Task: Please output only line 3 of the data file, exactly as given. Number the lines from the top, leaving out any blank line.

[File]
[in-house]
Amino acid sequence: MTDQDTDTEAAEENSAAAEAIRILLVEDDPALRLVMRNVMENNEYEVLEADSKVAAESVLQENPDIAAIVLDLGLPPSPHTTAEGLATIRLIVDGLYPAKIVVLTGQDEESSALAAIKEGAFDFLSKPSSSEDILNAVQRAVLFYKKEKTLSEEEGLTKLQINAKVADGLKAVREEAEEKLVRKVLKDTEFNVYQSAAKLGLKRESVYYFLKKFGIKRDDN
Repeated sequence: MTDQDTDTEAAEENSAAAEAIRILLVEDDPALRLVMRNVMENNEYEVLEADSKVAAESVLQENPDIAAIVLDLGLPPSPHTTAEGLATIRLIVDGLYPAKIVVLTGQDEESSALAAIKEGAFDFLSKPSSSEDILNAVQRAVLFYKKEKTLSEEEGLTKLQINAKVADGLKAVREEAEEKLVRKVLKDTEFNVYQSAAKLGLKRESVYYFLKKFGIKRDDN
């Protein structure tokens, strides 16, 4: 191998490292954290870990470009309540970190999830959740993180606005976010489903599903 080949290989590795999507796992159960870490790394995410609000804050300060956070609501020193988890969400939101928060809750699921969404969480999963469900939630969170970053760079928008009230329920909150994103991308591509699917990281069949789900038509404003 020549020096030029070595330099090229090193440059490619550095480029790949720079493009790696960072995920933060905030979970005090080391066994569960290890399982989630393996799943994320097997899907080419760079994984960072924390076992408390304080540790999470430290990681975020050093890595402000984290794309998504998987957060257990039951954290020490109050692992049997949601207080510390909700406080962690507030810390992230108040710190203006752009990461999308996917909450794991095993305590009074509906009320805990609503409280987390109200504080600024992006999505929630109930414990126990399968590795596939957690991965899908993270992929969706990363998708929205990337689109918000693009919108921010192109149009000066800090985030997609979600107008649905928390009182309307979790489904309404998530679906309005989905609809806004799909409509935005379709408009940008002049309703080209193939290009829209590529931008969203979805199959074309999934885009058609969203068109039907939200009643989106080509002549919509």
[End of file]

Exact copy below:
Repeated sequence: MTDQDTDTEAAEENSAAAEAIRILLVEDDPALRLVMRNVMENNEYEVLEADSKVAAESVLQENPDIAAIVLDLGLPPSPHTTAEGLATIRLIVDGLYPAKIVVLTGQDEESSALAAIKEGAFDFLSKPSSSEDILNAVQRAVLFYKKEKTLSEEEGLTKLQINAKVADGLKAVREEAEEKLVRKVLKDTEFNVYQSAAKLGLKRESVYYFLKKFGIKRDDN